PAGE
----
Qavi Khan had been exposed to radio and theatre before he started working for TV and cinema
n a way, Muhammed Qavi Khan was the pioneer of television acting in Pakistan. He had the distinction of appearing in the first play telecast in 1964. As the tele-play genre flourished, Qavi Khan took great strides and became the most sought after actor/ performer in PTV’s early days.
Television brought in a type of realism that was rarely sought as an aesthetic experience by the audiences here. The film, the most viewed of the performing arts, was larger than life and did not really have a pretension to being realistic. It larger-than-life canvas and treatment took it to the borderland of fantasy. The effect was further heightened by the infusion of music, particularly the song. This musical genre established its own credentials and became a staple of the South Asian cinematic experience which had a huge following and scope for tremendous stylised growth.
The radio, too, had specialised in the play. Radio plays were heard by an eager audience across the subcontinent. It was comparatively a realistic answer to the over-the-board films and it was, thus, not a surprise that when television was established the talent from the radio switched over and filled the viewing time with their brand of plays.
But television was a different medium. It required a different set of rules for directing, writing and acting. The early writers and actors were from the radio as were the bosses that were running television. But gradually, television weighed in to make its mark and the particularity of the medium started to manifest itself. The urban theatre was then limited to Lahore, Karachi and perhaps Rawalpindi. The same set of theatre hands switched from the college stage to the arts councils and the radio. Some of the most outstanding writers were associated with the radio and the small stage. The same then started to learn the ropes for tele-play writing in the 1960s, 1970s and 1980s.
The good thing that happened in the transition was that the quality was not lost, only the necessities of the medium started to manifest themselves and be taken seriously. The transition was also facilitated by the fact that both radio and TV were state-owned and did not have to be dictated by the market. The TV play was not beholden to the box office or conditioned by it. The independence thus available ensured that it stayed a middle-class viewing staple.
Qavi Khan had been exposed to radio and theatre in his youth. In those days, Peshawar had theatre in the colleges. It also had a radio station. Even in the early live performances, he was able to register himself as an actor. Soon, he was appearing in most of the productions televised then.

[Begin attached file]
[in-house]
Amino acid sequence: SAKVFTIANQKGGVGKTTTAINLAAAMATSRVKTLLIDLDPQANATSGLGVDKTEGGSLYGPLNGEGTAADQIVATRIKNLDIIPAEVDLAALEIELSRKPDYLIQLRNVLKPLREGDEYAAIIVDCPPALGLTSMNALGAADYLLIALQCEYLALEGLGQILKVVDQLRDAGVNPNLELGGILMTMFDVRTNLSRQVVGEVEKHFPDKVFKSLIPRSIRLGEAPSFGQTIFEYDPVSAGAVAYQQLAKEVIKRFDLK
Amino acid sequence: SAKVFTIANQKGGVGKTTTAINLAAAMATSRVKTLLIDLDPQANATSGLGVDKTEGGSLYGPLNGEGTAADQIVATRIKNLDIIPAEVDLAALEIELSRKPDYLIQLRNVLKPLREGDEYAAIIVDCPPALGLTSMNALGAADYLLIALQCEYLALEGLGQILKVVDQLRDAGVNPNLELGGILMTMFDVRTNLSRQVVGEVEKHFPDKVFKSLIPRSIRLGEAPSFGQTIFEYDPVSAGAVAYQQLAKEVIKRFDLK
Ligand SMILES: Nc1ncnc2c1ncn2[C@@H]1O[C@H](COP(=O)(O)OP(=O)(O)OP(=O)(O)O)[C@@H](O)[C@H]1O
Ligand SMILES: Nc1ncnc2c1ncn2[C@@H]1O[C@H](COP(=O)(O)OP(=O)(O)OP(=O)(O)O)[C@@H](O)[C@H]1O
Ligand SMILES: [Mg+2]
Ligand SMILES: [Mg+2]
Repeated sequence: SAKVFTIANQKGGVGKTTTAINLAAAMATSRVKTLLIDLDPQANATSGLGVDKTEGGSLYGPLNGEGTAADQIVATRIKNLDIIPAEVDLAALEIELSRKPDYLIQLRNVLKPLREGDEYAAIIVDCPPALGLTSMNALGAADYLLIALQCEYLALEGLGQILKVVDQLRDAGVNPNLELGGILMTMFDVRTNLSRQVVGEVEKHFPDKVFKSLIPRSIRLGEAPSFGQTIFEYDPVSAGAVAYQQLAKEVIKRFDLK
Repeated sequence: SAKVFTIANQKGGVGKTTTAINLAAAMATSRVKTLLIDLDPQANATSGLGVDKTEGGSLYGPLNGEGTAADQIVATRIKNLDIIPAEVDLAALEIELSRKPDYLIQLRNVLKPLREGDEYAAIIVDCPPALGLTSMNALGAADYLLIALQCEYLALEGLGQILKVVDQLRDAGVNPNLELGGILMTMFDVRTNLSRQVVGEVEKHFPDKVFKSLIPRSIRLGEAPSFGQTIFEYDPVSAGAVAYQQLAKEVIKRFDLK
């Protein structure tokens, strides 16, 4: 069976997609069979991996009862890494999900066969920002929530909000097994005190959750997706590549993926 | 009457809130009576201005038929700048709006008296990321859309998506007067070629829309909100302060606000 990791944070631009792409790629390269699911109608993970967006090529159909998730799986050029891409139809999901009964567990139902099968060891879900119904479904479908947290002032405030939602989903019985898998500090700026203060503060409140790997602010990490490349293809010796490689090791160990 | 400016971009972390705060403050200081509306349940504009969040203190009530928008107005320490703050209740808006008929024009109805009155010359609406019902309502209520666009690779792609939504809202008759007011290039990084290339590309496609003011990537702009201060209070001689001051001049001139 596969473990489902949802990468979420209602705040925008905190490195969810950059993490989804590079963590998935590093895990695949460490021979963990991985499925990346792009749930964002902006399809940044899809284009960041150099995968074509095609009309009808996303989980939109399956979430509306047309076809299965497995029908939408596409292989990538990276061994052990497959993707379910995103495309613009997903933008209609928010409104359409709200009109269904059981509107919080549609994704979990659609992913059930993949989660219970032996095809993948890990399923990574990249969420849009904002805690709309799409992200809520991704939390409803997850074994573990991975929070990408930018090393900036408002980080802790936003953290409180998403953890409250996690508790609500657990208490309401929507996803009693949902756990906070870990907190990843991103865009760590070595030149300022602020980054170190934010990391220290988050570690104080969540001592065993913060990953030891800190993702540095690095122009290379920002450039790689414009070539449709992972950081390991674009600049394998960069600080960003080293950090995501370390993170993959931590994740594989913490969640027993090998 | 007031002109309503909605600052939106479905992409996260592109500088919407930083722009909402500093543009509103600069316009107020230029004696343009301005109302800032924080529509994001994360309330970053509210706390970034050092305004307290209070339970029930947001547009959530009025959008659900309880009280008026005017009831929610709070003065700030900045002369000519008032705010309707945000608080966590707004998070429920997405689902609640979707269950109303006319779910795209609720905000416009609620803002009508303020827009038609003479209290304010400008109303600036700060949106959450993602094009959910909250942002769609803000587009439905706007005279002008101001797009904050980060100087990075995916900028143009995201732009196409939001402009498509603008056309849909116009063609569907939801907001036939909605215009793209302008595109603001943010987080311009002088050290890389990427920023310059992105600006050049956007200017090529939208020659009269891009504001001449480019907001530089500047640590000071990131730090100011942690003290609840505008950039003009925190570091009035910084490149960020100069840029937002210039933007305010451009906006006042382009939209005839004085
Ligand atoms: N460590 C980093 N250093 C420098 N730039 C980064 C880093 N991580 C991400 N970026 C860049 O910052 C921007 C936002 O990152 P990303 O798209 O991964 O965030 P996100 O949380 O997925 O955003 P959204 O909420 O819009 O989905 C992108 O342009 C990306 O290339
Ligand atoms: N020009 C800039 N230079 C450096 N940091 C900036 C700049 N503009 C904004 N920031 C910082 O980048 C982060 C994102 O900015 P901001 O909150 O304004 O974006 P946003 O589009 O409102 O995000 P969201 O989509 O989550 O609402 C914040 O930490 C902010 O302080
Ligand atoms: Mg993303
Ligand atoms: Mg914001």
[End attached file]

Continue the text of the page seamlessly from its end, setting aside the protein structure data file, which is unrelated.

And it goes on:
Qavi Khan did not say goodbye to television. He came back to it for solace, recuperation and even sustenance. Fortunately, he had a long career and could experiment with roles that spanned the entire lifespan.
The stage, too, was becoming more popular and the small audiences bred on adaptations yearned for more home-based productions. So Urdu was particularly replaced by Punjabi as the medium and the plays were centred on indigenous themes. The high-quality experience may have been compromised in theatre but that was more than made up for by the instant connection with the audience.
It is generally believed that a performing artiste’s career progression will eventually take him to the films. Cinema being the most popular art form as well as the most financially rewarding, Qavi’s debut on the bigger screen was, thus, not a big surprise. His progress there was steady if not spectacular. In the course of his career, successes were followed by failures in the sense that the style of acting that he was known for and carried his signature tune did not become the preferred option on the bigger screen. Also, our cinema was not large enough to cater to creative indulgences on the side as desired by many. It was driven solely by the fear of losing out and becoming financially insolvent. There was no backup safety net as well which could allay the fear of hitting the street and donning the rags again.
As a film star, Qavi was not as successful. He was able to get roles in a large number of films but the run was unequal. He may have lost more than he gained and the reason could be that the larger-than-life roles often squeezed out the subtle gesture, the nuance and the aside. The cinema went head on mauling everything in its loud roller-coaster ride. The kind of realism in acting which Qavi had successfully initiated was, thus, lost on the big screen. It was more a matter of greater definitiveness than the niceties that ambivalence breeds.
But Qavi Khan did not say goodbye to television and came back to it for solace and recuperation; even sustenance. Fortunately, he had a long career where he could experiment with roles that spanned the entire lifespan. From a young man, to middle age and then old age gave him enough opportunities to express himself and realise his plentiful talent.
Being a public figure, Qavi Khan may have had ambitions of playing a bigger role in society and ultimate what can be thought of is political. He did stand for elections in ’90s. Fortunately, he was not a whopping success in politics. This had two advantages: he escaped being slandered and was forced to concentrate on his thespian activity.
He had a heart of gold and devoted considerable time and energy to humanitarian causes, appearing in campaigns for the sick and the needy.
He was amply rewarded in terms of accolades, though he once remarked that the awards brought greater responsibility but no cash to dispense with his duties as a father and a husband.
The writer is a culture critic based in Lahore.